Fatigue is generally described as a state of feeling tired, weary, or sleepy that results from prolonged mental or physical work, extended periods of anxiety, exposure to harsh environments, or loss of sleep. The result of fatigue is impaired performance and diminished alertness. A common symptom of fatigue is a change in the level of risk that a person accepts, or a tendency to accept lower levels of performance and not correct errors which come about in the course of performing tasks while fatigued. All these could have a significant impact on shipboard operations and personal safety.
Seafarers often work hours that would not be tolerated in any other mode of transport. Safety at sea is seriously compromised by fatigue, with often catastrophic consequences. Some high profile examples of casualties in which seafarer fatigue has been a key causal factor include, the Exxon Valdez, Cita, Jambo, Pasha Bulker, and Thor Gitta, to name a few.
Research carried out with the support of the Trade Union, Nautilus International, claims that:
- A quarter of seafarers say they have fallen asleep while on watch
- Almost half report working 85-hour weeks or more and say that their working hours increased over the last ten years despite regulations being introduced
- Over a third believe that their working hours may pose a danger to the safe operations of their ship
Research also shows how the problems are exacerbated by false record keeping and lack of enforcement of the regulations.
If the above statistics are to be believed then it stands to reason that fatigue is causative in far more marine casualties than recorded.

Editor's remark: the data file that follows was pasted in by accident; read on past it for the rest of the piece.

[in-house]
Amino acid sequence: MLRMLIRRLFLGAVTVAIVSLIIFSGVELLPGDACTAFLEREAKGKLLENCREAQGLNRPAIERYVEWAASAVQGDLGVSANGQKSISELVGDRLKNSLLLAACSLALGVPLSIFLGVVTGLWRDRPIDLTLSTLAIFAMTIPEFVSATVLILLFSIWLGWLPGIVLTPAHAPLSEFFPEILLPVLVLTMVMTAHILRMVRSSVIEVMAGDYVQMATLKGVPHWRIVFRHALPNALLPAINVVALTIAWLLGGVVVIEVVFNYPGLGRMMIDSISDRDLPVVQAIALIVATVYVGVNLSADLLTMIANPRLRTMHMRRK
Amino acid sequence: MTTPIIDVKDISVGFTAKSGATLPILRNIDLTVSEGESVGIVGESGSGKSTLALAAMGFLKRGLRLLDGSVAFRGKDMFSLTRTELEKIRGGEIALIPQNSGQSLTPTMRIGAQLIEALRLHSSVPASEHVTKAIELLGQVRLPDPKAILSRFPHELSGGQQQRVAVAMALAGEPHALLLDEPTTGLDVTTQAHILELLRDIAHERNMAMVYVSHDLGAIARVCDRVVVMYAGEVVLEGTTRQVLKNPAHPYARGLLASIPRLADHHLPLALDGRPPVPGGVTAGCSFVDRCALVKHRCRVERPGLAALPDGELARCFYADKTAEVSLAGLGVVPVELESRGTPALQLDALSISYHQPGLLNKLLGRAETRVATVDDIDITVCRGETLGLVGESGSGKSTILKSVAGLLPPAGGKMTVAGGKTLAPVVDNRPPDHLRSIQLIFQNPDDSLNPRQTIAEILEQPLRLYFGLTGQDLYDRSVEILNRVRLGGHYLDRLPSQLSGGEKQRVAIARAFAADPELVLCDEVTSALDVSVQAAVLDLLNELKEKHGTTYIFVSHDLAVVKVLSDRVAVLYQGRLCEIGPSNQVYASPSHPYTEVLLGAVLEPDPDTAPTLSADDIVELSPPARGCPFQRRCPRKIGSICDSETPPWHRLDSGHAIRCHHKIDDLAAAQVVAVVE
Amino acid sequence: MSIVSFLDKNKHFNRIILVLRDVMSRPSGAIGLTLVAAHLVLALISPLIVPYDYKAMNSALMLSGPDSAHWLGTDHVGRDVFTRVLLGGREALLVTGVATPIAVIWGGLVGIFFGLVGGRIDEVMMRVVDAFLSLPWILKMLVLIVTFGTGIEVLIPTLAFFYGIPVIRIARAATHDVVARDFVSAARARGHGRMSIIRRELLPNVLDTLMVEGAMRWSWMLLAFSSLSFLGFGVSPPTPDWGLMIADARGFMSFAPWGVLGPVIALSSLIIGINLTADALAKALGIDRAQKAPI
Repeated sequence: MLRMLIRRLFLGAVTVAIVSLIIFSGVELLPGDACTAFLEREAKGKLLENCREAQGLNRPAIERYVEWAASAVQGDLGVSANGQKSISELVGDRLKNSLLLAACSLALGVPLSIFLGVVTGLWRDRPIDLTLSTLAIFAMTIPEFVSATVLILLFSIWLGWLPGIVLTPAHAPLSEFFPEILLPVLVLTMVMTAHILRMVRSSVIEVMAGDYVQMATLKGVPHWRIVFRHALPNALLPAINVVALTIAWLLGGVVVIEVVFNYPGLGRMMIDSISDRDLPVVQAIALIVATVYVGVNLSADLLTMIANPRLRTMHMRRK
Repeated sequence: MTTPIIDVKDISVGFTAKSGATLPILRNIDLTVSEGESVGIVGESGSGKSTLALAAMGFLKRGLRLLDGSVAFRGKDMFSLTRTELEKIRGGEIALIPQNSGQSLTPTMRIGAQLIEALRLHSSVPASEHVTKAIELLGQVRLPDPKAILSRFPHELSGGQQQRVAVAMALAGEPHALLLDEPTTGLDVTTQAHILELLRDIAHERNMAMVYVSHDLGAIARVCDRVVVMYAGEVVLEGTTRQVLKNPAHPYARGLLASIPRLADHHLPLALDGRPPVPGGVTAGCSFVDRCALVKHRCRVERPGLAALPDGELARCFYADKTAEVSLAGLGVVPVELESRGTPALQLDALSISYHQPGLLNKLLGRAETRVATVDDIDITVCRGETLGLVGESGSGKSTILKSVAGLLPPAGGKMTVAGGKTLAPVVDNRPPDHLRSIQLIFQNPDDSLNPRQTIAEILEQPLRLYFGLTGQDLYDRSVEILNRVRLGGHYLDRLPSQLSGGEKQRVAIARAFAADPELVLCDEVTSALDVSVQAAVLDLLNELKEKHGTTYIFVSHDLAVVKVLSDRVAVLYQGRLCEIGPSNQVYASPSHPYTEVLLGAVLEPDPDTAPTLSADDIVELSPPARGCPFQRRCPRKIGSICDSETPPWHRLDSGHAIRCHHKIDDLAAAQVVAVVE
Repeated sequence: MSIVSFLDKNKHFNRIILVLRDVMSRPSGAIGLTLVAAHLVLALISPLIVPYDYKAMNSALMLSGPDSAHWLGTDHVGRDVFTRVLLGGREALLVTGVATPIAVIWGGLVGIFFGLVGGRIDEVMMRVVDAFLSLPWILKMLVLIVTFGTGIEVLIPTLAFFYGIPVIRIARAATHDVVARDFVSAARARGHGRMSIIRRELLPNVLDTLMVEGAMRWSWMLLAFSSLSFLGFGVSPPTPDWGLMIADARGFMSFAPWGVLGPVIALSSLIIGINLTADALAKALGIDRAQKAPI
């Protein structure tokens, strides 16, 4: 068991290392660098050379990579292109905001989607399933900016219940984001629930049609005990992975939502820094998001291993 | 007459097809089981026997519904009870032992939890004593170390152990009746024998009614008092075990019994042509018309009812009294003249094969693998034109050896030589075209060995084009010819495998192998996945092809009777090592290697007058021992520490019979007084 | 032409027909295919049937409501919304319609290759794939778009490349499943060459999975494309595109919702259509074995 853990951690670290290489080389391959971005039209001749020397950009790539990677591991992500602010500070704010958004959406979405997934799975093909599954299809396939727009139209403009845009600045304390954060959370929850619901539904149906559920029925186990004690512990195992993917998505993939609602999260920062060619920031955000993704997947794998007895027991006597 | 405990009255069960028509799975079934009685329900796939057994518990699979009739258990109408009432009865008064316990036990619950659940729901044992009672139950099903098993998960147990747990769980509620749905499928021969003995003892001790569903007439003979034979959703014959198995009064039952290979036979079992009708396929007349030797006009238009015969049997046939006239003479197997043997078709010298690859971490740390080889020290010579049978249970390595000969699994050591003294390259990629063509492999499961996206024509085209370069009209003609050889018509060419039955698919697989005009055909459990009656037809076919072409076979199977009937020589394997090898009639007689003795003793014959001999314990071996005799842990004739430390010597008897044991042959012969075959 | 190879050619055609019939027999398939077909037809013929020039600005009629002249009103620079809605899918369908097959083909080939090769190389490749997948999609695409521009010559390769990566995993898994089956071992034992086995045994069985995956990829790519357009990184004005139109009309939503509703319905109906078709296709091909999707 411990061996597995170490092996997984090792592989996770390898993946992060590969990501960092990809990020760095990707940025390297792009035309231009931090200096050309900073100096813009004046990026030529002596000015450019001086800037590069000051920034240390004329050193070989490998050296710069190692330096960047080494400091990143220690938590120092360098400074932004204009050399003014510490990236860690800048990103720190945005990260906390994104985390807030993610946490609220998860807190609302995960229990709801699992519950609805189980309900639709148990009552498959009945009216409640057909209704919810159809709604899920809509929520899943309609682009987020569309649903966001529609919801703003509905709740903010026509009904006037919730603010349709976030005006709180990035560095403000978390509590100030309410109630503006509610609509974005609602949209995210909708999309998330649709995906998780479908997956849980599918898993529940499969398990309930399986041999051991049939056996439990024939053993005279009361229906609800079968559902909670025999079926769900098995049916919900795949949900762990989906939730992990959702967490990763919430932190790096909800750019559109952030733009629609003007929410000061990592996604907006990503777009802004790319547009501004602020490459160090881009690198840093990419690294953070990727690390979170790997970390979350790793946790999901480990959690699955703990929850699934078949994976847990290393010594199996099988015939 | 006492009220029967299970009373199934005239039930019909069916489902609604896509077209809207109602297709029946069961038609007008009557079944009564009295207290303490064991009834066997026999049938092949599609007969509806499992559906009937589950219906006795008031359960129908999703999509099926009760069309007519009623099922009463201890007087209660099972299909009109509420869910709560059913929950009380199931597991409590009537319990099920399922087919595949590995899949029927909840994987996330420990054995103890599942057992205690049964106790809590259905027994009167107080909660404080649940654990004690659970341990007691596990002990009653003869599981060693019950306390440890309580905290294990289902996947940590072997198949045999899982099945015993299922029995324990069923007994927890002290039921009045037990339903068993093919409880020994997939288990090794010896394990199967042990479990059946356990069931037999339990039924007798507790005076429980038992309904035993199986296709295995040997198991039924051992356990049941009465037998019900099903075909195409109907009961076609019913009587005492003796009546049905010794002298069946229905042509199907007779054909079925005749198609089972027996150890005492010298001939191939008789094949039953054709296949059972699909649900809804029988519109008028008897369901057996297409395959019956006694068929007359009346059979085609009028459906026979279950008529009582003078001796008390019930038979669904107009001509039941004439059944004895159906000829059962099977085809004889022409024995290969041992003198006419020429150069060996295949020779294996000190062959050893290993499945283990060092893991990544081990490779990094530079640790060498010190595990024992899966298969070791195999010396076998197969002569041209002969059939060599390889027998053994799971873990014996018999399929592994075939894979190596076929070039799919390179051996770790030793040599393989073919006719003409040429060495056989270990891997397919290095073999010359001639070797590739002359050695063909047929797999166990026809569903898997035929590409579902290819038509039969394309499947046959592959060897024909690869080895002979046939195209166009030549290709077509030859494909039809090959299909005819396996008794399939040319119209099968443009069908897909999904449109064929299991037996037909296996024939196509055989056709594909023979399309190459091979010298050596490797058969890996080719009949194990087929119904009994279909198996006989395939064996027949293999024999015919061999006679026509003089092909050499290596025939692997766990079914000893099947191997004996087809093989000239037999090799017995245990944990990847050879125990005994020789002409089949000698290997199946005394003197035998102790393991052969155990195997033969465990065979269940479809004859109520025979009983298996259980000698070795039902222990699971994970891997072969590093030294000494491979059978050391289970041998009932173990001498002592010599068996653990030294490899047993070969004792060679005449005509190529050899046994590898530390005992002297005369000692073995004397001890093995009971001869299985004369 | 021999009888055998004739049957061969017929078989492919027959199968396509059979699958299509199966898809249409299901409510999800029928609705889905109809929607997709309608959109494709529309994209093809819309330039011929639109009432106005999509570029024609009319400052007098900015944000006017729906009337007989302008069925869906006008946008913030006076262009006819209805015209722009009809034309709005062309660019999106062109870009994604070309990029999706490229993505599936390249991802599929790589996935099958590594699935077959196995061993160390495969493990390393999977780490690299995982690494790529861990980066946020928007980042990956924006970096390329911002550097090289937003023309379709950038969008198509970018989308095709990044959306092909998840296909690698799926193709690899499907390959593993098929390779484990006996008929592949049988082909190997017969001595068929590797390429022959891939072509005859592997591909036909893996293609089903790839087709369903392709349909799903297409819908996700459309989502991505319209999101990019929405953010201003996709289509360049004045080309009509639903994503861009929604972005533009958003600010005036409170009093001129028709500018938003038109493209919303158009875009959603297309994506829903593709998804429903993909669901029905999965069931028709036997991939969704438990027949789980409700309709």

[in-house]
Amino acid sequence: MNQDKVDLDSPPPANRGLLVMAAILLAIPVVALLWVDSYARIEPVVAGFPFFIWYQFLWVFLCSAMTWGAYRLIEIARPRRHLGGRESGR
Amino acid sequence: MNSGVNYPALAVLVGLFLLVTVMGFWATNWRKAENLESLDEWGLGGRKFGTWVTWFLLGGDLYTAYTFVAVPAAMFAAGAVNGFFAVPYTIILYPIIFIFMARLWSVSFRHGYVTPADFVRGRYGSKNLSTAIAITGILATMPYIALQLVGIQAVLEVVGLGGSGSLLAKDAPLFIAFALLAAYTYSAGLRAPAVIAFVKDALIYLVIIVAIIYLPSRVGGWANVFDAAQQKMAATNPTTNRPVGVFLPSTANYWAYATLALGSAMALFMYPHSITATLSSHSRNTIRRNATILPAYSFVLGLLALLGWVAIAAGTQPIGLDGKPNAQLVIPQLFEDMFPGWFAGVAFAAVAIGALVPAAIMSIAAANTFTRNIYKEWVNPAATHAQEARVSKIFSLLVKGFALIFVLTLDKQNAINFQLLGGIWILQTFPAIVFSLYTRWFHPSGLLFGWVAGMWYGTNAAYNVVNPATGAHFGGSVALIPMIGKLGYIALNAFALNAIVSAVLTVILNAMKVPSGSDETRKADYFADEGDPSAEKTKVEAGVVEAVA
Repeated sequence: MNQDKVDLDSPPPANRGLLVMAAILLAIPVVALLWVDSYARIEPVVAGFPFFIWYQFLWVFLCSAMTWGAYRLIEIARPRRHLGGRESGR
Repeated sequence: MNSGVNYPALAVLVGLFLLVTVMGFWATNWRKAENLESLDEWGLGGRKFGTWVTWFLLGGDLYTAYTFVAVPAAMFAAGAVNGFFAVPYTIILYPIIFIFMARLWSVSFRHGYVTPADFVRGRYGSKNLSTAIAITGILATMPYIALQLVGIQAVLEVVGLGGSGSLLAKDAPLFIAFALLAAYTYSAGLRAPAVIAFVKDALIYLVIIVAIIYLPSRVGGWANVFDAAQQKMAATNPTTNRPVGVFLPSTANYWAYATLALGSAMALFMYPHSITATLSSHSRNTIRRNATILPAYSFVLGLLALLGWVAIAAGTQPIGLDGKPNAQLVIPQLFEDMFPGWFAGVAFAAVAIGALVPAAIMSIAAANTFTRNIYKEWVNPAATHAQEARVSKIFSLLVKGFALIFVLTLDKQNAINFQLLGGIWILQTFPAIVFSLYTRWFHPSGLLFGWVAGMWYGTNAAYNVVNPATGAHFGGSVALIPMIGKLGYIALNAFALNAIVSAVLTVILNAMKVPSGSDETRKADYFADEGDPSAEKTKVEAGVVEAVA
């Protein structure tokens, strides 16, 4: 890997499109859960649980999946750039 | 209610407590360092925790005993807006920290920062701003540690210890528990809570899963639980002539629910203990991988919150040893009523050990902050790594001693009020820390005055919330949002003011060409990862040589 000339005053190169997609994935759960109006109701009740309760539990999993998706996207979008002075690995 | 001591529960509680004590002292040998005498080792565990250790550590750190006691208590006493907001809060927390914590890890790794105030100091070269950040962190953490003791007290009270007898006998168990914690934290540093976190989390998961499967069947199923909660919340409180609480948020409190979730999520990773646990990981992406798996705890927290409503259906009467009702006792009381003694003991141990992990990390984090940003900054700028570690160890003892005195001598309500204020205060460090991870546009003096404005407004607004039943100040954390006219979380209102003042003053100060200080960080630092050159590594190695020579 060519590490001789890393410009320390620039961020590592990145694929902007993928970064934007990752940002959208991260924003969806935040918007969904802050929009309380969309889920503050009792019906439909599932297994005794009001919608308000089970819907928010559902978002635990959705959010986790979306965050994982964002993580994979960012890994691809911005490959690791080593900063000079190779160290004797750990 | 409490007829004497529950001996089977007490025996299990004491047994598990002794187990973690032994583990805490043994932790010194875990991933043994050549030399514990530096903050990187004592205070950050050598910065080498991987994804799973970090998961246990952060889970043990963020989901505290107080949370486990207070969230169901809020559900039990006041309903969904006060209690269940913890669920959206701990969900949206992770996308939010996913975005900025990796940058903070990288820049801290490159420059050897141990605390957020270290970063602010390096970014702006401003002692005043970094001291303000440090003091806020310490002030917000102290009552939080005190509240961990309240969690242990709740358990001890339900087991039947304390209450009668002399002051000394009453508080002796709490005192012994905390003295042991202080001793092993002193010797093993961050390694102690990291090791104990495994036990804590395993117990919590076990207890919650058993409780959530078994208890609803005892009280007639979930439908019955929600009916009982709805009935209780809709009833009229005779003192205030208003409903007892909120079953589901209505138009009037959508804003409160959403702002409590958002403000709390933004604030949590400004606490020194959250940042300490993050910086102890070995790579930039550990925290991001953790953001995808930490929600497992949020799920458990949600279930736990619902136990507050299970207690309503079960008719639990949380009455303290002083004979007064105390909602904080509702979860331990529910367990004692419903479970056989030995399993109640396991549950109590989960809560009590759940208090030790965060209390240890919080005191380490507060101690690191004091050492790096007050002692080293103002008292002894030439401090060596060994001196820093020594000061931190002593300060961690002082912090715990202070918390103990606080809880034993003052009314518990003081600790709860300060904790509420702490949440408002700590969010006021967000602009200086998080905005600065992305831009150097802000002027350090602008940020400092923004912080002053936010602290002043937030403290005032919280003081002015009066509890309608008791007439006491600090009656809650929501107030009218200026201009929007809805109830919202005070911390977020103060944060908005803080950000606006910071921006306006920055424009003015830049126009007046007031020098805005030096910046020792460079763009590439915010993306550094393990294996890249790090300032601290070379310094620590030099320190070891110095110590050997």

On 20 August 2013 new regulations came into force with the implementation of the Maritime Labour Convention 2006 (MLC). These included new regulations regarding the hours of rest for seafarers. Up until then, hours of rest regulations varied throughout the industry depending on which Flag State a ship was registered with. Flag State regulations that were largely based on STCW, and that did not recognise the ILO 180 convention, were open to varied interpretation that enabled Ship Operators and Owners to approach the problem of fatigue with greater convenience, rather than confront it head on. Under the old provisions of STCW, where later legislation was not adopted it was potentially acceptable for a seafarer to work 98 hours per week.
Now with the implementation of the MLC, the minimum standard is more universal and it is clear to all that these regulations apply to all seafarers (not just watchkeepers) including the Master.
To summarise the MLC hours of rest regulations, the limits on hours of work or rest shall be as follows:
- Minimum hours of rest shall not be less than ten hours in any 24-hour period
- 77 hours in any seven-day period
- Hours of rest may be divided into no more than two periods, one of which shall be at least six hours in length, and the interval between consecutive periods of rest shall not exceed 14 hours
- The Master shall have the right to suspend the minimum limits on hours of rest and require a seafarer to perform any hours of work necessary for the immediate safety of the ship, persons on board or cargo, or for the purpose of giving assistance to other ships or persons in distress at sea. In such cases, and as soon as practicable after normal conditions have been restored, the Master shall ensure the seafarers are provided with an adequate period of rest